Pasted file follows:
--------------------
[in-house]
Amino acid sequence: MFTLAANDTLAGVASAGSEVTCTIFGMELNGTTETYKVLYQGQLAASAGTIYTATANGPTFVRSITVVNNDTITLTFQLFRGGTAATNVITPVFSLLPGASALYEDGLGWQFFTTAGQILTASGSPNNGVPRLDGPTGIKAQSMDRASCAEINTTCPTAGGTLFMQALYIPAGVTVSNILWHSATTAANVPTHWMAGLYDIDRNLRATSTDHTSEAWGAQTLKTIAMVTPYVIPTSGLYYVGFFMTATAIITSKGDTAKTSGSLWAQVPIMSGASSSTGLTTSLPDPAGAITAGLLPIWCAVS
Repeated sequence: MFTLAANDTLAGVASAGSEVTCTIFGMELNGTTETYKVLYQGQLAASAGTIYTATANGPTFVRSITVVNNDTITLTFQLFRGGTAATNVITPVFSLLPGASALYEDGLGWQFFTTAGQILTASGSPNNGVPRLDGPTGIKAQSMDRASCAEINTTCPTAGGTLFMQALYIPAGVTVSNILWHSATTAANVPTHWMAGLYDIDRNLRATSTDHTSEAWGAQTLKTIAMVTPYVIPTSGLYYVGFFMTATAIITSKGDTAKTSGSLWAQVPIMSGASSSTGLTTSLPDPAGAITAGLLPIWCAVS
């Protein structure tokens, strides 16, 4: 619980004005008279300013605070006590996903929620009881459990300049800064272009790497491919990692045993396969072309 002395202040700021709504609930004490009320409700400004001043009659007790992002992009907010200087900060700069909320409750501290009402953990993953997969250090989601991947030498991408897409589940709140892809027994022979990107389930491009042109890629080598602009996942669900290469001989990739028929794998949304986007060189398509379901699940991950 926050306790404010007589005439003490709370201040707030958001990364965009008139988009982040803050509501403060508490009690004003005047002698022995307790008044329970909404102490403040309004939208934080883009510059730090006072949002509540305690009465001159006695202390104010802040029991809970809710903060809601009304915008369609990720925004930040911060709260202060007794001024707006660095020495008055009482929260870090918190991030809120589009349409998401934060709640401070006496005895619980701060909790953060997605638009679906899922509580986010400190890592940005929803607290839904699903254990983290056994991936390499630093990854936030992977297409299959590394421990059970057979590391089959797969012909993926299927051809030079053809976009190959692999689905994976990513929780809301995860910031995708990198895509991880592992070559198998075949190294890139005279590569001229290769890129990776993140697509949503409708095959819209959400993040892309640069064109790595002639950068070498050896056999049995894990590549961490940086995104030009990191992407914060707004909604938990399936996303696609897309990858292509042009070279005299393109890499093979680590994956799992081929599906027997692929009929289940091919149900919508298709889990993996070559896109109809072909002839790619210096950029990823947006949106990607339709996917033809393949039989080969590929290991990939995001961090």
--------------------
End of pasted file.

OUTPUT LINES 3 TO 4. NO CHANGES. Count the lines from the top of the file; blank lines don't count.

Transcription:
Repeated sequence: MFTLAANDTLAGVASAGSEVTCTIFGMELNGTTETYKVLYQGQLAASAGTIYTATANGPTFVRSITVVNNDTITLTFQLFRGGTAATNVITPVFSLLPGASALYEDGLGWQFFTTAGQILTASGSPNNGVPRLDGPTGIKAQSMDRASCAEINTTCPTAGGTLFMQALYIPAGVTVSNILWHSATTAANVPTHWMAGLYDIDRNLRATSTDHTSEAWGAQTLKTIAMVTPYVIPTSGLYYVGFFMTATAIITSKGDTAKTSGSLWAQVPIMSGASSSTGLTTSLPDPAGAITAGLLPIWCAVS
């Protein structure tokens, strides 16, 4: 619980004005008279300013605070006590996903929620009881459990300049800064272009790497491919990692045993396969072309 002395202040700021709504609930004490009320409700400004001043009659007790992002992009907010200087900060700069909320409750501290009402953990993953997969250090989601991947030498991408897409589940709140892809027994022979990107389930491009042109890629080598602009996942669900290469001989990739028929794998949304986007060189398509379901699940991950 926050306790404010007589005439003490709370201040707030958001990364965009008139988009982040803050509501403060508490009690004003005047002698022995307790008044329970909404102490403040309004939208934080883009510059730090006072949002509540305690009465001159006695202390104010802040029991809970809710903060809601009304915008369609990720925004930040911060709260202060007794001024707006660095020495008055009482929260870090918190991030809120589009349409998401934060709640401070006496005895619980701060909790953060997605638009679906899922509580986010400190890592940005929803607290839904699903254990983290056994991936390499630093990854936030992977297409299959590394421990059970057979590391089959797969012909993926299927051809030079053809976009190959692999689905994976990513929780809301995860910031995708990198895509991880592992070559198998075949190294890139005279590569001229290769890129990776993140697509949503409708095959819209959400993040892309640069064109790595002639950068070498050896056999049995894990590549961490940086995104030009990191992407914060707004909604938990399936996303696609897309990858292509042009070279005299393109890499093979680590994956799992081929599906027997692929009929289940091919149900919508298709889990993996070559896109109809072909002839790619210096950029990823947006949106990607339709996917033809393949039989080969590929290991990939995001961090």